Book review: Ethics at the End of Life: New issues and Arguments

Clinical nurse specialist Claire Windsor reviews Ethics at the End of Life: New issues and Arguments.

Ethics at the End of Life: New issues and Arguments

John K. Davis


£85 hardback | 254pp

ISBN: 9781138929756 hardback

An interesting read, although it was a struggle at times as the topic is particularly heavy. The book doesn't have a nursing focus, but more of a philosophical approach, particularly the first half of the book.

It is a useful read for any nurses caring for patients at the end of their lives, especially when mental capacity is no longer present, or for nurses with a particular interest in ethics or decision making at the end of life. I wouldn't necessarily recommend an individual nurse buys this book but it would be a welcome addition to any library.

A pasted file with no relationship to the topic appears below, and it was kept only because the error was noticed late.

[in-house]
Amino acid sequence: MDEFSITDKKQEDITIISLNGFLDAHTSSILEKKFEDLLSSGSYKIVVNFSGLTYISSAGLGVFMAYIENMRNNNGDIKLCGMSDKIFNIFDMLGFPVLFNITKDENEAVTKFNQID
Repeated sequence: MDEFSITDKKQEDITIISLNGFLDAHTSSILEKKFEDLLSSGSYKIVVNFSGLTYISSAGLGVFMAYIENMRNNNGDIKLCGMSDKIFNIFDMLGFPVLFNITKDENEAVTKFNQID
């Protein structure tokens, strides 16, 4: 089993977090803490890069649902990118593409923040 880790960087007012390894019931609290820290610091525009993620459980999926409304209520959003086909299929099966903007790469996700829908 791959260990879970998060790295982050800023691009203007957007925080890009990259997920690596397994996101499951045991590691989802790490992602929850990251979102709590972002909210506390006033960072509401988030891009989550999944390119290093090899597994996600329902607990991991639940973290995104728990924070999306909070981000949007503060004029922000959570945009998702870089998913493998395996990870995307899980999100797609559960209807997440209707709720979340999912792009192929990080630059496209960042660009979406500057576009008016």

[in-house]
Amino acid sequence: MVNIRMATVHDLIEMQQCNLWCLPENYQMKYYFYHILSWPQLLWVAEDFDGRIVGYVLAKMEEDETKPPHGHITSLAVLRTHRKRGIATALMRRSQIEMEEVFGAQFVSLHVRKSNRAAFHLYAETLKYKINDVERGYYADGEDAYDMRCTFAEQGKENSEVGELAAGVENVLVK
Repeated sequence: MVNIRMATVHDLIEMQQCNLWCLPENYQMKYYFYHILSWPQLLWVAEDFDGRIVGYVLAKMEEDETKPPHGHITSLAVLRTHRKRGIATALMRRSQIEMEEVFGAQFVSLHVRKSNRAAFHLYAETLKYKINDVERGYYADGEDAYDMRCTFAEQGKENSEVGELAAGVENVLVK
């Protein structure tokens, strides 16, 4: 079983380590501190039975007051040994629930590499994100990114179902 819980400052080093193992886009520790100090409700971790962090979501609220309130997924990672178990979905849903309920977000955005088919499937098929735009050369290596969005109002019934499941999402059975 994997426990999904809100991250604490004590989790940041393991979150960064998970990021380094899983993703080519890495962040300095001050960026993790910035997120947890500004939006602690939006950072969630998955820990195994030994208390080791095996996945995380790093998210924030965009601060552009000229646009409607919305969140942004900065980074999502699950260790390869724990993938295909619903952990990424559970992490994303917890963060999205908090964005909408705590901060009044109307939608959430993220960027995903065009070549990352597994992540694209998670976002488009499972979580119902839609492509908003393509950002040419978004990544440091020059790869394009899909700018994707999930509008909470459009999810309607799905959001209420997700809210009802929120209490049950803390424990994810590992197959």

Despite the book’s title containing the words ‘new issues and arguments’, there were many aspects of it that have been covered elsewhere. Some of the topics were repeated at times in different chapters which was frustrating. I found the chapters about deciding for the incompetent, medical futility and refusing lifesaving medical treatment particularly useful as they were more clinical with cases explaining the concept of the philosophy.

However, I found the most thought provoking chapter was by Michael Cholbi on grief and end of life surrogate decision making. This is not something that I have previously read about, and now feel it should be at the forefront of healthcare professionals’ minds when embarking on these difficult discussions with surrogate decision makers.

Reviewed by Claire Windsor, clinical nurse specialist, specialist palliative care team, London North West Healthcare NHS Trust

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